The museum has a large collection (100+) of aircraft, all in impeccable shape. In addition, there's quite a collection of space memorabilia, including a full-size Titan rocket. The star attraction, though, is the Spruce Goose, Howard Hughes' massive flying boat. There's also a waterpark whose key feature is four water slides that drop out of the side of an actual 747, which sits on top of the water park's building. Our passes included cockpit access to the Spruce Goose as well as a tour of the cockpit of the 747 sitting on top of the waterpark.
As you might expect of an aviation enthusiast, I snapped a ton of pictures. The more bearable of my efforts can be seen in this album (set to open in a new window). You can navigate with the on-screen buttons, the arrow keys, or by clicking directly on each image; you can also resize your browser window, and the image sizes will adjust.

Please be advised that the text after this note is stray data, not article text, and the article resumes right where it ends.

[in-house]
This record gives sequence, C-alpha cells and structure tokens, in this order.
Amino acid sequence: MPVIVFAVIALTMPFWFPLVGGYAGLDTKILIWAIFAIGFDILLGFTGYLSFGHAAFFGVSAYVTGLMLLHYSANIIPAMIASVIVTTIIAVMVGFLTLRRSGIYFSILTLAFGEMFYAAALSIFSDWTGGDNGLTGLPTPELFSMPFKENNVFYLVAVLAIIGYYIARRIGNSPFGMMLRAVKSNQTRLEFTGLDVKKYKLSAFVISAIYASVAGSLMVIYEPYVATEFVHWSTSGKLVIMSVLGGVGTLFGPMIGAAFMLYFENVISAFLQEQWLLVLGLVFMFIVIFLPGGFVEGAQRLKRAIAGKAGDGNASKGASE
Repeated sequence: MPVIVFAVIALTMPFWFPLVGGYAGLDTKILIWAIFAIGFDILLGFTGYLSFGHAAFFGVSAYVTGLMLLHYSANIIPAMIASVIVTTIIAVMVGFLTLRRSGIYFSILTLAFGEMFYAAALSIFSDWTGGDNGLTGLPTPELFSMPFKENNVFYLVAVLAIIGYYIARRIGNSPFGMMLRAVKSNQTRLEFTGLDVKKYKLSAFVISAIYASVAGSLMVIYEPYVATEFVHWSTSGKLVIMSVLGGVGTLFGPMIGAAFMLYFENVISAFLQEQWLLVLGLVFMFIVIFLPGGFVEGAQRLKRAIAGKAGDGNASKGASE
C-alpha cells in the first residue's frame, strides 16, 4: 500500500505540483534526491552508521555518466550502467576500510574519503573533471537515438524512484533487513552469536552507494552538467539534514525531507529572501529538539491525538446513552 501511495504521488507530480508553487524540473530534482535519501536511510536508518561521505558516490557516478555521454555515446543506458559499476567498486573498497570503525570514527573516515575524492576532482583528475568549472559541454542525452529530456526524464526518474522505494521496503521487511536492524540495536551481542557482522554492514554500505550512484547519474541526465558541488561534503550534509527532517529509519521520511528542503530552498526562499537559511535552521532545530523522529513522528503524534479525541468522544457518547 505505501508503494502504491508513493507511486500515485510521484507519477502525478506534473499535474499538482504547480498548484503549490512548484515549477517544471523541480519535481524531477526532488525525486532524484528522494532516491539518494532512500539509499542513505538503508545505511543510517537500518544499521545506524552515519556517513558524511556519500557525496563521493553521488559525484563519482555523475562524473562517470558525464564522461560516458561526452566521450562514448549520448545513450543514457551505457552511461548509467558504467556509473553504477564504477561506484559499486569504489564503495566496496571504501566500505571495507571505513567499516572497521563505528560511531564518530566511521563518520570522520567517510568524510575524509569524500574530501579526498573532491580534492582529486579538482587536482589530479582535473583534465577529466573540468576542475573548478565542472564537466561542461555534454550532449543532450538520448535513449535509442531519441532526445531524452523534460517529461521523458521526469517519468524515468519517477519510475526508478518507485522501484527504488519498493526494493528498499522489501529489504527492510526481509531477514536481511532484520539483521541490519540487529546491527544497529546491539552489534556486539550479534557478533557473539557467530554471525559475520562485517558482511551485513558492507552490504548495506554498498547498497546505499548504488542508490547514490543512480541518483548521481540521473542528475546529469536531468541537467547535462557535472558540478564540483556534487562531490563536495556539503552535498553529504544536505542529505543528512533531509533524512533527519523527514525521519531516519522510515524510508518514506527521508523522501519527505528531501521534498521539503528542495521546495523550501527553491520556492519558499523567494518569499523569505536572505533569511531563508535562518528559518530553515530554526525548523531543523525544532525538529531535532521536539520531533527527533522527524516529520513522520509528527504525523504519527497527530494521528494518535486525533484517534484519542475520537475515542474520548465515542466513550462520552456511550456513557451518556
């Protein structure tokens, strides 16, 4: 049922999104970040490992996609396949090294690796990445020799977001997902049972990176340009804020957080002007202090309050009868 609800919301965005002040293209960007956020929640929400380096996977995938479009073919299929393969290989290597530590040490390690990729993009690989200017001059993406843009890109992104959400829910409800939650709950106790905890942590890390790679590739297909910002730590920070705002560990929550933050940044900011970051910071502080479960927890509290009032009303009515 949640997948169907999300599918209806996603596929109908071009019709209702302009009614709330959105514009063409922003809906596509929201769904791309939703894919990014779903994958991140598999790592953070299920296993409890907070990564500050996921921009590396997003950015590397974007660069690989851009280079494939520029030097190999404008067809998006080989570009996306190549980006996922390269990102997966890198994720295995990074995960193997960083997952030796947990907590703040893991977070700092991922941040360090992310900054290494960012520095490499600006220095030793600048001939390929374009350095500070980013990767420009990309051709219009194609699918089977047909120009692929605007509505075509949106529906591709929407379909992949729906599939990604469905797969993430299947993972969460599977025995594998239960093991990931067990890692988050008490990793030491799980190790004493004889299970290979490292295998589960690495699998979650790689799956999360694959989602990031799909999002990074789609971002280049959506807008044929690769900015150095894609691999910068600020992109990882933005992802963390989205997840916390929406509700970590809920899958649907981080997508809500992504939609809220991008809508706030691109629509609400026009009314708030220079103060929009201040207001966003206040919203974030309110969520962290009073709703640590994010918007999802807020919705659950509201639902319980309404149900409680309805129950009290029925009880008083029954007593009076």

If you enjoy all things aviation, you should put the Evergreen Air and Space Museum on your list; it's definitely worth the time and effort it takes to get there.
It really was an amazing journey—4,000 miles in about 18 driving days, plus another 700 miles during a one-week stay in Colorado to visit friends and relatives. More about the trip, in particular spending that much time in a car with two young children, in a future post.
Last summer, we took our two girls on a 30-day, 4,000-mile trek around the western United States (here's the full route). The trip was made possible by my wife's employer, where everyone is given a multi-week sabattical after 10 years of service.